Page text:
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Health system must adapt to rising numbers of deaths and pressures on emergency services

Research from the Cicely Saunders Institute has found by 2041 the number of emergency hospital admissions for people in their last year of life could increase by 85% to 2.8 million, placing significant strain on the NHS.

In a letter published in The Lancet, academics from the Cicely Saunders Institute of Palliative Care, Policy and Rehabilitation, examined the impact of population ageing on end of life care in NHS hospital and community services.

Due to greater life expectancy and an ageing population, the numbers of deaths are projected to rise to unprecedented levels by 2040, with an additional 130,000 people dying each year - over half of which will be people aged 85 or over. The number of emergency hospital admissions of these older patients increases in the year before death. In 2016, one in four (over 1.5 million) of all emergency hospital admissions was from people in the last year of life.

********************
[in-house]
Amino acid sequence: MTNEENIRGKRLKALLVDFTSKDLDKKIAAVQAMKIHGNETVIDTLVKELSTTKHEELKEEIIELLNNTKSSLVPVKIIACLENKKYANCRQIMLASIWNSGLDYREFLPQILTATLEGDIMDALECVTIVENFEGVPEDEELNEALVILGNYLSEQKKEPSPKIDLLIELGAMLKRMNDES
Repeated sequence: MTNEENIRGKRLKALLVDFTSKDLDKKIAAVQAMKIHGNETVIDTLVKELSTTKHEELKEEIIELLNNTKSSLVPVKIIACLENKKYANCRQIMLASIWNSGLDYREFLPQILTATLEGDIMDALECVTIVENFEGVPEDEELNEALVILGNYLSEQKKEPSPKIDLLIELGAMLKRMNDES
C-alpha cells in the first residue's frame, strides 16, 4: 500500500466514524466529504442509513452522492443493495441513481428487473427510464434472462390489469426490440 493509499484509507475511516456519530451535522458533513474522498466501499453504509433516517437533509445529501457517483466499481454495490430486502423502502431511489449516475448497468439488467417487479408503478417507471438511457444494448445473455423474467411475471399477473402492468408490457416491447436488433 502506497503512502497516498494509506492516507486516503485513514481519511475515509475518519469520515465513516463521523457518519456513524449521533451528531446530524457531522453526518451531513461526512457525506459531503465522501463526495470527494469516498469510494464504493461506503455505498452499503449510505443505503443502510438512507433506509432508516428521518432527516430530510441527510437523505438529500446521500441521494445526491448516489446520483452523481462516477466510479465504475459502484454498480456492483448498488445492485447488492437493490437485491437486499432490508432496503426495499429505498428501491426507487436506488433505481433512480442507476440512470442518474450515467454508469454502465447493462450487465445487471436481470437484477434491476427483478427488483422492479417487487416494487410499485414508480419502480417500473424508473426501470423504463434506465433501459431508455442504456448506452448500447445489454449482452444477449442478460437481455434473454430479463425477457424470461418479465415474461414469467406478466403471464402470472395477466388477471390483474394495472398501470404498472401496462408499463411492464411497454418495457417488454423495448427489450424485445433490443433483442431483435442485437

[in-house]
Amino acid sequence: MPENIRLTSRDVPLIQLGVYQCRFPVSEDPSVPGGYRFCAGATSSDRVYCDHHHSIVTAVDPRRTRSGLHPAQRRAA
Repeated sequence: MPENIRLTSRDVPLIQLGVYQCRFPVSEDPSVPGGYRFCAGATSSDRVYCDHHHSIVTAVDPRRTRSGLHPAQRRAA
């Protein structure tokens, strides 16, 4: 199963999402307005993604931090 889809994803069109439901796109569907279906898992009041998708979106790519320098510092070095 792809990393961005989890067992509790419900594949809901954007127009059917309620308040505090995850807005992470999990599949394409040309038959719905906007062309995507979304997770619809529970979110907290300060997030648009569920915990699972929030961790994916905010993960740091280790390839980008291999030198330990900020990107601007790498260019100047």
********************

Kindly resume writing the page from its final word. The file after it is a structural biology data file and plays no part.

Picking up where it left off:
This new research, supported by the charity Cicely Saunders International,  calculates that if the average numbers of admissions continues to rise at current rates, the number of hospital admissions each year will almost double, increasing by more than 1.3 million, to 2.8 million by 2041.

When it comes to where people die, in England, currently 48% of the population die in hospital, 23% at home and 21% in a care home. Projections based on the continuation of this trend would mean that by 2040, the number of deaths outside of hospital, in the community, could double.

Speaking about the research, author Anna Bone said: ‘Most people state that they prefer home-based care and access to out-of-hours care towards the end of life. Multiple trips to hospital in the months before death can be distressing for both the patient and their family, and is costly for the health system.

‘We need to adapt to this new era of patient and family needs, and find a sustainable way to provide quality care towards the end of life, that responds quickly, meets needs and provides care where people want to be cared for.’


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